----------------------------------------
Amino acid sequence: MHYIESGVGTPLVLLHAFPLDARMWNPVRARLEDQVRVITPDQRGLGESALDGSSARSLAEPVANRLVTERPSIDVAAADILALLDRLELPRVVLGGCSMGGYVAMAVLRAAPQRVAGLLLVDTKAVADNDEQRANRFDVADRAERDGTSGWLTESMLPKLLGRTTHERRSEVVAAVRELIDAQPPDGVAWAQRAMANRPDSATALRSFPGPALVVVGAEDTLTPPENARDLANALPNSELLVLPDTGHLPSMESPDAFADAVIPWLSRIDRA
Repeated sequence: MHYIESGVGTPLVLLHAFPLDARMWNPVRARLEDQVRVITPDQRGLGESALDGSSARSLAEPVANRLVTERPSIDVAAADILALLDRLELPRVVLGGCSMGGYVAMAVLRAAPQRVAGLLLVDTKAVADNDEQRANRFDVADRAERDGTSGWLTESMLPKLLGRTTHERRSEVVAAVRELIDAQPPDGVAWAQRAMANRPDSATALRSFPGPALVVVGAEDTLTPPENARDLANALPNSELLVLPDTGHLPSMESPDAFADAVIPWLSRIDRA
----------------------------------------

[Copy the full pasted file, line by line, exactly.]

Amino acid sequence: MHYIESGVGTPLVLLHAFPLDARMWNPVRARLEDQVRVITPDQRGLGESALDGSSARSLAEPVANRLVTERPSIDVAAADILALLDRLELPRVVLGGCSMGGYVAMAVLRAAPQRVAGLLLVDTKAVADNDEQRANRFDVADRAERDGTSGWLTESMLPKLLGRTTHERRSEVVAAVRELIDAQPPDGVAWAQRAMANRPDSATALRSFPGPALVVVGAEDTLTPPENARDLANALPNSELLVLPDTGHLPSMESPDAFADAVIPWLSRIDRA
Repeated sequence: MHYIESGVGTPLVLLHAFPLDARMWNPVRARLEDQVRVITPDQRGLGESALDGSSARSLAEPVANRLVTERPSIDVAAADILALLDRLELPRVVLGGCSMGGYVAMAVLRAAPQRVAGLLLVDTKAVADNDEQRANRFDVADRAERDGTSGWLTESMLPKLLGRTTHERRSEVVAAVRELIDAQPPDGVAWAQRAMANRPDSATALRSFPGPALVVVGAEDTLTPPENARDLANALPNSELLVLPDTGHLPSMESPDAFADAVIPWLSRIDRA